Drug Addiction and Recovery Guide

Drug Addiction

Alcoholism and drug addiction are quite common in today’s society. Some estimates have shown that over twenty percent of the United States population battles with some form of drug addiction, alcoholism or substance abuse problem

Drug addiction and alcoholism bring only destruction, sorrow, and pain, it affects not only the addict, but also the people in his/her life. Hurting friends and family, drug addiction also permeates professional settings. Employees with drug addiction or alcohol dependency problems hurt businesses and create aggravating and possibly unsafe work environments.

Many untrue myths on the origins of drug addiction and alcoholism continue to circulate. Some attempt to pinpoint the social groups most affected. Others attempt to recognize drug addiction and alcoholism as an illness or a moral defect. These falsehoods perpetuate unnecessary confusion, fear, and shame. Drug addiction help VA or alcoholism does not appear in any particular component of society. It affects every socio-economic class, ethnicity, and gender. There is no reason to label drug addicts with untrue stereotypes, and there is no need to fear them. At some point everyone struggles with life’s hurdles and needs help from others. Drug addicts and alcoholics are no different from anyone else. No one chooses drug addiction or alcoholism; rather, drug addiction and alcoholism steals from him/her.

How Can Drug Addiction and Alcohol Addiction Be Identified?

Drug addiction and alcohol addiction carry warning signs with them. Some of these are listed below:

* Red or dilated eyes

* Slurred speech

* Cold or sweaty hands

* Difficulties concentrating

* Moody, impatient, dangerous, and/or violent behavior

* Extreme periods of energy (e.g., constant talking) and/or fatigue

* Paranoia

* Sudden or decreasing disregard in personal appearance or hygiene

* Sudden change in friends

* Dishonesty

* Depression

Drug addiction help VA work, and two out of five have taken an illicit drug at their work site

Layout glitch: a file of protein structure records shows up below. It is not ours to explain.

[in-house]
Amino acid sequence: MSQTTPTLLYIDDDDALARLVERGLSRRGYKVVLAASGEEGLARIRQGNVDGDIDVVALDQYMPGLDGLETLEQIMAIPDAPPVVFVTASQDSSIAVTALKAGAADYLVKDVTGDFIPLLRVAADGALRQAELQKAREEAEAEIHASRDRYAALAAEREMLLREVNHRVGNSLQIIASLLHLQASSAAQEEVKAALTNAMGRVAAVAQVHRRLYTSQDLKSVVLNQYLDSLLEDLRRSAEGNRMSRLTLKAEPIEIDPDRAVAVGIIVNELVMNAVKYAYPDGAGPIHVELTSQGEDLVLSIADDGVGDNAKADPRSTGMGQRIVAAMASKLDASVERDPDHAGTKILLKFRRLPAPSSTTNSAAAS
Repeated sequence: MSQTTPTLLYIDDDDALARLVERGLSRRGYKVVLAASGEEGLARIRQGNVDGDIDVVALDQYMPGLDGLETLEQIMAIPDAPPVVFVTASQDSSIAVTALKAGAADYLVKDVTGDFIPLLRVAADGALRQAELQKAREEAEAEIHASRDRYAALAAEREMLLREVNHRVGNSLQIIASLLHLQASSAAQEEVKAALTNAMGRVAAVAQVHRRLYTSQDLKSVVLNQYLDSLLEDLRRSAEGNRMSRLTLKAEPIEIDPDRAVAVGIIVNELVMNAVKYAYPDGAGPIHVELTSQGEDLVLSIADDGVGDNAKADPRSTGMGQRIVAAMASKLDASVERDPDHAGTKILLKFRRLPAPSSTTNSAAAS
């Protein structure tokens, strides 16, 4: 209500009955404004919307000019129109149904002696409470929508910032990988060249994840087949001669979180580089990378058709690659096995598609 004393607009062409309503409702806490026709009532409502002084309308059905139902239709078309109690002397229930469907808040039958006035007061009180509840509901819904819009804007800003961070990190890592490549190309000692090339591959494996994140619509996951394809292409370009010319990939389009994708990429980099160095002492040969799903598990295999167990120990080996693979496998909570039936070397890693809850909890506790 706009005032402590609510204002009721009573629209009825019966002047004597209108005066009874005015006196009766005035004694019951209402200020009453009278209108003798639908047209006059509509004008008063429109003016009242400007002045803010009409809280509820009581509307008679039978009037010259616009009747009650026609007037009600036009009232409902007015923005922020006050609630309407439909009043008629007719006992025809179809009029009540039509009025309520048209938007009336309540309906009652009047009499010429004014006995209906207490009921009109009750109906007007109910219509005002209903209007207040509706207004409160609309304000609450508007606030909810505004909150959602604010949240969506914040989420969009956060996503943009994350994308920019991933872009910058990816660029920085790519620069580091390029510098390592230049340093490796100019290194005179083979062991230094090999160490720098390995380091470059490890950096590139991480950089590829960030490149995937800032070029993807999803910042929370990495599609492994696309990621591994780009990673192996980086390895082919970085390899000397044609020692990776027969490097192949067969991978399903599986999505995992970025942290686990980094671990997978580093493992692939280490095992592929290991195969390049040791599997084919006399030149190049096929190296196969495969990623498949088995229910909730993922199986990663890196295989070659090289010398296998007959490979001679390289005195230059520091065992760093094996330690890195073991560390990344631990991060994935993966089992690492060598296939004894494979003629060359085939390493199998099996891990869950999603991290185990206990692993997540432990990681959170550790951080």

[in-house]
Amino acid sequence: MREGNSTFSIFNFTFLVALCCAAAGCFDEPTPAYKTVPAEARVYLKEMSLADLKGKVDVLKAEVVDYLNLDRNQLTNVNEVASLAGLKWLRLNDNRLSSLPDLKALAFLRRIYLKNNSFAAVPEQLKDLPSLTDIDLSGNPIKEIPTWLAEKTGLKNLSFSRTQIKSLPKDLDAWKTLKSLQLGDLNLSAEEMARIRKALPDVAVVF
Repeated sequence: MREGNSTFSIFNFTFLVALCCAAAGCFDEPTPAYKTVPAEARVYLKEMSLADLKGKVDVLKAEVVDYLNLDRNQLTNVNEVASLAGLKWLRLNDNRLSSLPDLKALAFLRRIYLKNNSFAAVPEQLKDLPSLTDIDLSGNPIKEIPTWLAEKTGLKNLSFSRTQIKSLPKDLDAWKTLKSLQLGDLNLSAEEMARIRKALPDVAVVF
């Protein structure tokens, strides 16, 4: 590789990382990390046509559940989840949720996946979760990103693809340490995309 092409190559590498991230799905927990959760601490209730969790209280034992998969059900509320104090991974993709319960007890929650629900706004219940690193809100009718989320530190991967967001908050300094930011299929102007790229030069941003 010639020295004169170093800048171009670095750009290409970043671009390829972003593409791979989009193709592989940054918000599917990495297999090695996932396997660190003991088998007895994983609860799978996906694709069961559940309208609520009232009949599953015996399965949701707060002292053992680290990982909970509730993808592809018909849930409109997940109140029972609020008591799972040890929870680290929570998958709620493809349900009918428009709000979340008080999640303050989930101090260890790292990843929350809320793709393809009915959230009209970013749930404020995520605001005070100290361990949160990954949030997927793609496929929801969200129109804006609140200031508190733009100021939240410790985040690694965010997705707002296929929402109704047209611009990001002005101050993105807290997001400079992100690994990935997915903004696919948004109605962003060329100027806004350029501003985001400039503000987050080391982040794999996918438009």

Unsurprisingly, almost half of work related accidents involve drug addiction or alcoholism. Substance abuse, drug addiction and alcoholism on the job manifests in many ways:

* Decreases the quality and/or speed of work.

* Constant absences and/or tardiness (especially right before a weekend or holiday break and right after payday): Researchers find that drugs cause over sixty percent of work absences.

* Often leaving work early

* Lengthening breaks

* Talking more on the phone

* Stealing company supplies and/or profits

How to Help a Drug Addict or Alcoholic?

Drug addiction and alcohol addiction are treatable. The question is ,why do so many recovering addicts return to the same behaviors? Posing a severe problem in and of itself, addiction rarely develops on its own. Drug addiction and substance abuse most often result from inadequate coping of conscious and unconscious issues. Problems stem from unresolved childhood traumas and personal issues. Dependency, denial merely enlarges the initial denial. Substance abusers require extensive patience, compassion, and sensitivity to treat and to heal. For this reason, addicts may need constant encouragement to pursue addiction treatment options and drug rehab.

Know the Signs of Drug Addiction and Alcohol Addiction

Know how to recognize drug addiction and alcohol addiction Identify warning signs. Become familiar with strategies for handling someone with a possible drug addiction or alcohol addiction.

Speak with the Individual

This can be difficult. Fears of being wrong often deter people from approaching a possible addict. However, it is better to talk to a person and be wrong then to say nothing and allow a drug addiction or alcohol addiction to continue. Always broach the topic in an unthreatening manner.

Offer Guidance and Suggestions

While demonstrating concern is essential, it is important not to come on too strong. A substance-abuse situation is a delicate matter. While drug addiction may be apparent, all other issues, which contributed to the present condition, are not. Sobriety can never be achieved unless an addict takes charge of his/her own situation and decides to change his/her lifestyle.

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